mike802
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« #13 : March 19, 2014, 10:57:51 AM »

Hey Mike:  groovy set of wheels man!

I grew up in my Fathers service station with full intent of taking over the business when he retired. By the time I was a senior in high school, I was a master mechanic, but growing up with grease under my finger nails, and transmission fluid in my hair and smelling exhaust all day the cool factor was long gone.  It was the dawn of computer controlled engines and my Father had to buy this huge rolling computer about the size of a full size refrigerator to work on them, we all felt the day of independent mechanics was about over and the dealerships would have the edge on the market.  The Mustang II was new and most of the guys I worked with were disgusted with it, having cut their teeth on real Mustangs!
 
Anyway, I was building a Camaro at the time and needed some interior work done, I went to the local Upholstery shops, but none were willing to do autos.  I found one guy willing, but I couldn't afford his price, so I decided to give it a try.  I was happy with how it came out and figured since no one else in the area was doing it I might have found a niche and went to school to learn a new trade.

I soon learned why few people did auto trim in my area, not much call for it.  I had to branch out into all facets of the business, boats, canvas, heavy equipment, furniture, even installed a few bathroom carpets to keep the cash flow going.

When I wasn't spending time at the service station I was with my neighbor helping him build houses, he taught me how to work wood and the basics of craftsmanship.  Work in my upholstery shop got real slow and I took a job with a handcrafted furniture maker managing the upholstery and seat weaving department.  This is where all the pieces fell together,  The few things my neighbor was not able to teach me I learned there and the rest as they say is history!






"Nearly all men can stand adversity, but if you want to test a man's character, give him power" - Abraham Lincoln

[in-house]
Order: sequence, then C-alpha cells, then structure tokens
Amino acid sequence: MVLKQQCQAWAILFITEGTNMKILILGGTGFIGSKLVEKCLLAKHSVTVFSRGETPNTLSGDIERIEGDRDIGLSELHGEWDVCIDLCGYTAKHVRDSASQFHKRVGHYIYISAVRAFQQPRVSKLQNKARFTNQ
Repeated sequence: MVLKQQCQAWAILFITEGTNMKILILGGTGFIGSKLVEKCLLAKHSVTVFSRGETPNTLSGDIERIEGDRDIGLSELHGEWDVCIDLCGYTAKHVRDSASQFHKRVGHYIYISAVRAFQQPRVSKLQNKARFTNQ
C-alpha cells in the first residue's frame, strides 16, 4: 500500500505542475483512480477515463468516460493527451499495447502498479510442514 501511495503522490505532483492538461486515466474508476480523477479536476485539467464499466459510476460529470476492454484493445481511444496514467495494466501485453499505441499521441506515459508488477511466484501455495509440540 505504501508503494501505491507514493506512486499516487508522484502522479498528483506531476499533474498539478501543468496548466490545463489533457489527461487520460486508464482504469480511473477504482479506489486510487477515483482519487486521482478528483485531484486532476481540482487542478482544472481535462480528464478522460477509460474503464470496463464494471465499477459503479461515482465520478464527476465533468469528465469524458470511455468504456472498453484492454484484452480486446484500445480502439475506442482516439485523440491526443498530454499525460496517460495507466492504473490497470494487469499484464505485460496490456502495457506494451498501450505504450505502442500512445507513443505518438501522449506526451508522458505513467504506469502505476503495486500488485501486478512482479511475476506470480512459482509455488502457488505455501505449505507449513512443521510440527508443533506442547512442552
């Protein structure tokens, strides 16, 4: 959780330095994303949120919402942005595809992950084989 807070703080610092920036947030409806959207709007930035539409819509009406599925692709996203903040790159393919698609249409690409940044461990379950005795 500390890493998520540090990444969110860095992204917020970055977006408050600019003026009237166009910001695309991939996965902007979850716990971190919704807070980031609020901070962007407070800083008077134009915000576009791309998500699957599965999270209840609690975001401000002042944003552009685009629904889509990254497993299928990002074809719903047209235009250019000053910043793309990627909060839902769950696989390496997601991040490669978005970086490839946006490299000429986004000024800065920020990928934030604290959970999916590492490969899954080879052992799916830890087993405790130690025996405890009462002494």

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« #14 : March 21, 2014, 09:55:46 AM »

I ran my first sewing machine when I was about 5 years old. I didn't have any sisters and my Mom believed that boys should learn to cook and sew. She started me sewing by hand making sock puppets and used to give me scrap material to sew on her machine.

When I was 20 I was working two jobs and was asked by a friend to do a recovering of all his poker table chairs. That was my introduction to upholstery. I did a couple other projects but was making more money at my other two jobs so dropped it. I did a few more small easy upholstery jobs over the years but was so busy making money in marketing and PR I never pursued it.

Flash forward to the 2000's. I needed some solar screens for our coach and a few other things so decided to buy my wife a commercial sewing machine. Being a seamstress I figured she would slam the projects out in no time. Wrong. She was heavy into her teaching career and told me I better start learning how to sew and do the projects myself as she didn't have time. The rest is history as my name started getting out to other RV'ers besides the ones in our resort and we now ship orders throughout the lower 48 and Canada.

I sometimes think I am nuts for ever starting this business. The money has been great and has allowed us to do many things in life but I feel I created a monster. Alot of times it is more then one person can handle. I have my days where I am bitter because this frigging business demands so much of my time. I have days I am completely PO'ed because I am supposed to be retired. But to be honest, if I sold this business I would start another business the very next day. I will probably be a workaholic till the day I die. For me it isn't so much about the trade but more about the excitement of growing a business and going where others haven't. I get geeked over plying new ( and old ) marketing strategies and then tweeking them.

Strange as it may seem I have never considered or felt that I was an upholsterer. What I do as compared to the vast majority of you is simple work. You people are the true tradespeople. I am just a stitcher.

I will admit though that I am on the backside of this business meaning I wont be staying in it for long. When I grow it to a certain point I will sell out. Maybe then I will stay retired. Then again maybe not. Hell maybe I will go out and open what I have always dreamed of a Pizza/Deli shop or Cajun restaurant. :)

Chris